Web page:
In the speech-language examination, the electromyography analysis of the Maximum Voluntary Contraction (MVC) of the masseter muscles the Electrognatography (EGN) were considered; with new post-intervention investigations estimated. The mandibular myoelectric study showed marked deviations in the electrical potentials on the injured side during chewing (11.3%), indicating compensations on the right side and hyper function at the moment of rest on the left ∕injured side (76.7%). These findings may compromise the masticatory function and concomitantly and other stomatognathic functions of the patient. Mandibular biomechanics revealed a deviation in the opening of the mandible to the right without correction at the closure. The amplitude laterality was greater for the right side (6.8mm) than for the injured side (0.8mm).

In the dental evaluation, after the anamnesis and with the addition of the orthodontic documentation (face and teeth images, models, cephalometric analysis of profile teleradiographs, and panoramic radiography) the loss of dental units was verified: 75, 74, 73 and 85, caries lesions (36 and 46), cariogenic dental biofilm accumulation localized gingivitis and disharmony in the maxillomandibular relationship and unilateral posterior crosssbite (Figure 1) In addition, a process of retraction of the
Figure 1: Extraoral image of the patient in front, in the right profile and with the teeth in occlusion, before the interventions.
perioral region on the left side, where the trauma occurred, but without images or reports of substantial bone losses in the mandible. Radiographic images also indicated the presence of the inferior premolars with almost complete root formation without rupturing in the oral cavity.

In order to establish a multidisciplinary planning, preliminary interventions in Dentistry and Periodontics, with lingual frenectomy (Figure 2) and surgical procedure for increasing depth of vestibule in the lower left region. Also the planning of oral rehabilitation with resources of Orthodontics and Functional Orthopedics of Jaws associated with the intervention of plastic surgery.
Figure 2: Image of the patient before, during and after the lingual frenectomy
The major difficult of the therapeutic approaches was to establish a joint plan of actions, faced with a complex range of aesthetic, functional, neurological and emotional commitments registered.

Studies report have reported particularly the initial approach to victims of animal bite (with early diagnosis and immediate treatment) and mention the possibility of damages and impacts on the quality of life of those affected, but they do not deal with case follow-up over time (need for multiple and directed interventions). Also there are conflicting opinions and results [9,10].
  1. World Health Organization. Animal bites. Geneve, 2018.
  2. Hemmo-Lote M, Barnea Y, Jinich-Aronowitz, Endy-Findling L, Leshem D, Zarestski A, et al. Epidemiology of pediatric bite/sting injuries. One-year study of a pediatric emergency department in Israel. Sci World J. 2006; 6: 653-60.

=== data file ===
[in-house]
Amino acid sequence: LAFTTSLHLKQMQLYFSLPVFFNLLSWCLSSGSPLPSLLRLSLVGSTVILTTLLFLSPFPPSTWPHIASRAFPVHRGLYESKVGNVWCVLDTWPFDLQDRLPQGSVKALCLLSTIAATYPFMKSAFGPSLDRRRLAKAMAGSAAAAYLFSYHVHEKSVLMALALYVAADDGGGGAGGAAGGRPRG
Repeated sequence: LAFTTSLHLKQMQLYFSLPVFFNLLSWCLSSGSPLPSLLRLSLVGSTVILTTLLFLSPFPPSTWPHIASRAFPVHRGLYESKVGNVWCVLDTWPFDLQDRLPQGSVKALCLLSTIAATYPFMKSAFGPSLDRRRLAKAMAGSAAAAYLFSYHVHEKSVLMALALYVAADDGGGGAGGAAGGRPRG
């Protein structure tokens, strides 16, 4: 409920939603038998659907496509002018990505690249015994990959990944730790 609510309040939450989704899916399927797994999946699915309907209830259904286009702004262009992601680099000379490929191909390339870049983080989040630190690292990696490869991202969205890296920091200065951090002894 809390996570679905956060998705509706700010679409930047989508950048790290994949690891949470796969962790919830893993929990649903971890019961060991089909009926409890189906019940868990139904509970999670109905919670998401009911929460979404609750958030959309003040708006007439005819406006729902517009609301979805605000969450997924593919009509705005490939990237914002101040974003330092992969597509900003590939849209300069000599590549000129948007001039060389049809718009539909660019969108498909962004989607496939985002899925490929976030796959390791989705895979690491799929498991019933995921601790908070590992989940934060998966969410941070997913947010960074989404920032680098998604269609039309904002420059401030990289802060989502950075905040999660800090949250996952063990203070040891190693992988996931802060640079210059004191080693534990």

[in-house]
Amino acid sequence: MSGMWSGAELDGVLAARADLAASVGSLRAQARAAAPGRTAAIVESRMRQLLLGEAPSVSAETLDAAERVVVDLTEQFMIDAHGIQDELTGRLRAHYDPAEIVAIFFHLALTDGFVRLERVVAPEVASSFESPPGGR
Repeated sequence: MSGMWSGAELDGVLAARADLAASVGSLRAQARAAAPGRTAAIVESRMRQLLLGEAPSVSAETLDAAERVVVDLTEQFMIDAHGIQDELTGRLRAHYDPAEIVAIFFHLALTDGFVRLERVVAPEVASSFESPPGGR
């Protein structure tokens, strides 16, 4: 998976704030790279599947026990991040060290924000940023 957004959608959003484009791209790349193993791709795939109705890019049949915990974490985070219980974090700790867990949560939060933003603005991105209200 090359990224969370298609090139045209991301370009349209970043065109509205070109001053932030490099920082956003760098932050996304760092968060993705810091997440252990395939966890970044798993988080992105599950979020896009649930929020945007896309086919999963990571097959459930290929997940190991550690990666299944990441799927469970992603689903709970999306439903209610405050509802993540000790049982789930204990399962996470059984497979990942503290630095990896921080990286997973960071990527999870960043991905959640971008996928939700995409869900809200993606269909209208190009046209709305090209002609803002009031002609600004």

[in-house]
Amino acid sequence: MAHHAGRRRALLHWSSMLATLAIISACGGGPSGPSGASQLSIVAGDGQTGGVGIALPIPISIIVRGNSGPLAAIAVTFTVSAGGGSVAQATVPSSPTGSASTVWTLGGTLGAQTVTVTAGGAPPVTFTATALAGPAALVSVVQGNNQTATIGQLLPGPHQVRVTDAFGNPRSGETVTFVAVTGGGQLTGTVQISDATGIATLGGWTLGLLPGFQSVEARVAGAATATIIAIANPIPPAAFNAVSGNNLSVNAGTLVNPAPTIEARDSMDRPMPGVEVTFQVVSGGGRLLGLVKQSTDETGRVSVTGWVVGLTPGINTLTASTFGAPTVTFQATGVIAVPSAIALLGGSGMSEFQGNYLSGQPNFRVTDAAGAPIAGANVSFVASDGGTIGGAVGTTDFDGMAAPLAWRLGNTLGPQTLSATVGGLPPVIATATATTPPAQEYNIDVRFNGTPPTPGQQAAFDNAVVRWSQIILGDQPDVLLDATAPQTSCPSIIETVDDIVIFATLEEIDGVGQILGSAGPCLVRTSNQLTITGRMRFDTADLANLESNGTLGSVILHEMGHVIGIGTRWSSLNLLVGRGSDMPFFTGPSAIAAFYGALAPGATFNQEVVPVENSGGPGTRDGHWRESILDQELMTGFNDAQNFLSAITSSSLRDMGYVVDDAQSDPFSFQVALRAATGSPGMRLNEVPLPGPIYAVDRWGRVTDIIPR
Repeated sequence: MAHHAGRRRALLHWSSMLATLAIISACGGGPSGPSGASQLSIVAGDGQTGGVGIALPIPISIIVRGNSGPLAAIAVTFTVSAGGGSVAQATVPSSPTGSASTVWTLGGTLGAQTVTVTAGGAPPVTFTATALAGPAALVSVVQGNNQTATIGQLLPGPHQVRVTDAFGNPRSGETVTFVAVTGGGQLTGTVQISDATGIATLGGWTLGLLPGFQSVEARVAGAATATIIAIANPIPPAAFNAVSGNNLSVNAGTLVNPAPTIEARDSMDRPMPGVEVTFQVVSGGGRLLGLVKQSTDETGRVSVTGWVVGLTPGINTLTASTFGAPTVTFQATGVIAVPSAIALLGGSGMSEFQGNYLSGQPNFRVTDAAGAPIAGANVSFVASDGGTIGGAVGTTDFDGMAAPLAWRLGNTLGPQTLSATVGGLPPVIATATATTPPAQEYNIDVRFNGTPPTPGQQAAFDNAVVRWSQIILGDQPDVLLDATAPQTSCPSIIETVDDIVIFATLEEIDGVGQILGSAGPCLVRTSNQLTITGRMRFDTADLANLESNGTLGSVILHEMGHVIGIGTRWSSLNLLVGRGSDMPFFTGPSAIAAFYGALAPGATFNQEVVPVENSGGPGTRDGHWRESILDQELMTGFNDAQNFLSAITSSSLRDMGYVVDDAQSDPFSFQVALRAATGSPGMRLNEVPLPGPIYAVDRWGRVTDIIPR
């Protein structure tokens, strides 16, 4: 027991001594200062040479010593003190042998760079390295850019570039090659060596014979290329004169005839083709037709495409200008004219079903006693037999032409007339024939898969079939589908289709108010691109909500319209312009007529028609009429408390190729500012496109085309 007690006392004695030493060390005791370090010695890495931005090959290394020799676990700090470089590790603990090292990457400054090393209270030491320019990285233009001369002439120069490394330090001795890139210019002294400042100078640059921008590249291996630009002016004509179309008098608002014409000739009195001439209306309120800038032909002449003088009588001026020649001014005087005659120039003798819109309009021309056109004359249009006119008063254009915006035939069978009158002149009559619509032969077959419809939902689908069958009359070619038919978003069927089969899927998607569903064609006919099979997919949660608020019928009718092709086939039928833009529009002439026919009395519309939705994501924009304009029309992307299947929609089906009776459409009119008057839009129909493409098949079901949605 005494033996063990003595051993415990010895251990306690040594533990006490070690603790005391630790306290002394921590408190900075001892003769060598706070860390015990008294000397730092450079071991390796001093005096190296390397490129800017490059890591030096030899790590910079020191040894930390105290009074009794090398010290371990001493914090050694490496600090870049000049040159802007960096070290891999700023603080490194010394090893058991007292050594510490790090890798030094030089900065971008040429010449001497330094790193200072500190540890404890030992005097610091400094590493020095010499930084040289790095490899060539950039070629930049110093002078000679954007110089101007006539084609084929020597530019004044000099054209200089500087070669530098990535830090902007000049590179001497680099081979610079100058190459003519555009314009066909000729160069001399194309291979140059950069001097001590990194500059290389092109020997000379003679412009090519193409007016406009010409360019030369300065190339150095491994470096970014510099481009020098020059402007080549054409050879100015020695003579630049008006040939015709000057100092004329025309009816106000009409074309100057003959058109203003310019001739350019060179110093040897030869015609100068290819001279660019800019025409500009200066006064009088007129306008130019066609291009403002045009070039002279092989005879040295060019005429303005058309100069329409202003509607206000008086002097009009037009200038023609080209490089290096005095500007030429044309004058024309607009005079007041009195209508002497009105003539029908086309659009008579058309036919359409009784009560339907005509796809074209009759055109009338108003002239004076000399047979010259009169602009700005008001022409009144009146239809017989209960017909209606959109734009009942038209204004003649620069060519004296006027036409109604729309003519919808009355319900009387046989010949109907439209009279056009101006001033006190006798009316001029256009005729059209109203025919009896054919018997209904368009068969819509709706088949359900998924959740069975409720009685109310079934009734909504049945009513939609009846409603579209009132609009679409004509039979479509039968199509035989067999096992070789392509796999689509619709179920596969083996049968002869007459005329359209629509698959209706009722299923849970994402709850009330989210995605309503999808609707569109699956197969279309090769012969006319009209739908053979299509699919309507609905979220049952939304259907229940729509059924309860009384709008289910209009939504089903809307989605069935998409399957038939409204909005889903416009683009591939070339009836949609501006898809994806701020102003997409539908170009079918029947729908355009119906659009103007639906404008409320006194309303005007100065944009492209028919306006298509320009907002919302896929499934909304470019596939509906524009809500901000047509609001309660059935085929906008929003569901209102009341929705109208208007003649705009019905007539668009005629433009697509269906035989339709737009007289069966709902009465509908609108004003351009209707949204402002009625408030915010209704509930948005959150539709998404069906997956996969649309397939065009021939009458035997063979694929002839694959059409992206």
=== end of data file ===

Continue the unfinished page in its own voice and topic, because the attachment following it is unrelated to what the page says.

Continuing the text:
3. Ullah F, Tahir M, Masoodurehman, Aslam M. Mammalian bite injuries to the head and neck region. J Coll Physicians Surg Pak. 2005; 15(8):485–488.
  4. Shipkov H, Stefanova P, Sirakov V, Stefano R, Dachev D, Simeonov M, et al.Acute paediatric bite injuries treated on inpatient basis: a 10-year retrospective study and criteria for hospital admission. J Plast Surg Hand Surg. 2013; 47(6): 467-471. doi: 10.3109/2000656X.2013.783486
  5. Köse R, Söğüt O, Mordeniz C. Management of horse and donkey bite wounds: a series of 24 cases. Plast  Reconstr Surg. 2010; 125(6): 251e-252e. doi: 10.1097/PRS.0b013e3181d515dd
  6. Bahram E, Mansooreh JT, Shahbaz N, Mohammad S, Seyed AT. Donkeys bite leadint too a catastrophic outcome: bilateral visual loss. ArchTrauma Res.2017; 6(2): e37157. doi: 10.5812/ATR.37157
  7. Alessandro Leite Cavalcanti,a, Edgleys Porto,a Bruno Ferreira dos Santos,a Christiane Leite Cavalcanti, b and Alidianne Fábia Cabral Cavalcantic. Facial dog bite injuries in children: A case report. International Journal of case reports. 2007; 41: 57-60. doi:  10.1016/j.ijscr.2017.10.008
  8. Bernardo LM, Gardner MJ, Rosenfield RL, Cohen B, Pitetti R. A comparison of dog bite injuries in younger and older children treated in a pediatric emergency department. Pediatr Emerg Care. 2002; 18:247–249.
  9. Ugboko VI, Olasoji HO, Ajike SO, Amole AOD, Ogundipe OT. Facial injuries caused by animals in northern Nigeria. Br J Oral Maxillofac Surg. 2002; 40(5):433–437.
  10. Cavalcanti AL, Porto E, Santos BF, Cavalcanti CL, Cavalcanti AFC. Facial dog bites injuries in children: a case report. Int J Surg Case Rep. 2017; 41: 57-60. doi: 10.1016/j.ijscr.2017.10.008
  11. Droussi H, Amrani DE, Dlimi M, Elatiqui K, Boukind S, Exadactylos AK et al. Domestic donkey (Equus africanus asinus) bites: an unusual aetiology of severe scalp injuries in Morocco. Afr J Emerg Med. 2014; 4(4): e5-e8.
  12. Aziz H, Rheep P, Pandit V, Tang A, Gries L, Joseph B. The current concepts in management of animal (dog, cat, snake, scorpion) and human bitewounds. J Trauma Acute Care Surg. 2015; 78(3): 641-648. doi: 10.1097/TA.0000000000000531
Listing : ICMJE   

Creative Commons License Open Access by Symbiosis is licensed under a Creative Commons Attribution 4.0 Unported License